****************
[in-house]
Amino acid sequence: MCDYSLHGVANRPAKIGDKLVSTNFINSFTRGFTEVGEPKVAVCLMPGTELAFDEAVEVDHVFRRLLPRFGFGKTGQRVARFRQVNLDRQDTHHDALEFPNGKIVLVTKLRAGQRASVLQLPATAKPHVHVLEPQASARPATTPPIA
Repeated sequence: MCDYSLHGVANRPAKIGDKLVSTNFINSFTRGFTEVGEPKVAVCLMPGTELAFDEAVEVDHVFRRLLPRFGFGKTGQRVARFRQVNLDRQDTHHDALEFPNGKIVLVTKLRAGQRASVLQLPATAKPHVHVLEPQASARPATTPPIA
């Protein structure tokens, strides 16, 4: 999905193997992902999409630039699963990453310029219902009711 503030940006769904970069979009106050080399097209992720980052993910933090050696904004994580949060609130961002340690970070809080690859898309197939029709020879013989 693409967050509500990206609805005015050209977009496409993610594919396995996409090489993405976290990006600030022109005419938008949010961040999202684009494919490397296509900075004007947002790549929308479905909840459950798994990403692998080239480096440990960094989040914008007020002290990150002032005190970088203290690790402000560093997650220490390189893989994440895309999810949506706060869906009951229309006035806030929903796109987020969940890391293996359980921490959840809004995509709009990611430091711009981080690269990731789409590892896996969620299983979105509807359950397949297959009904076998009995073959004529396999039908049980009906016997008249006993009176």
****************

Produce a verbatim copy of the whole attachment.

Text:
[in-house]
Amino acid sequence: MCDYSLHGVANRPAKIGDKLVSTNFINSFTRGFTEVGEPKVAVCLMPGTELAFDEAVEVDHVFRRLLPRFGFGKTGQRVARFRQVNLDRQDTHHDALEFPNGKIVLVTKLRAGQRASVLQLPATAKPHVHVLEPQASARPATTPPIA
Repeated sequence: MCDYSLHGVANRPAKIGDKLVSTNFINSFTRGFTEVGEPKVAVCLMPGTELAFDEAVEVDHVFRRLLPRFGFGKTGQRVARFRQVNLDRQDTHHDALEFPNGKIVLVTKLRAGQRASVLQLPATAKPHVHVLEPQASARPATTPPIA
């Protein structure tokens, strides 16, 4: 999905193997992902999409630039699963990453310029219902009711 503030940006769904970069979009106050080399097209992720980052993910933090050696904004994580949060609130961002340690970070809080690859898309197939029709020879013989 693409967050509500990206609805005015050209977009496409993610594919396995996409090489993405976290990006600030022109005419938008949010961040999202684009494919490397296509900075004007947002790549929308479905909840459950798994990403692998080239480096440990960094989040914008007020002290990150002032005190970088203290690790402000560093997650220490390189893989994440895309999810949506706060869906009951229309006035806030929903796109987020969940890391293996359980921490959840809004995509709009990611430091711009981080690269990731789409590892896996969620299983979105509807359950397949297959009904076998009995073959004529396999039908049980009906016997008249006993009176």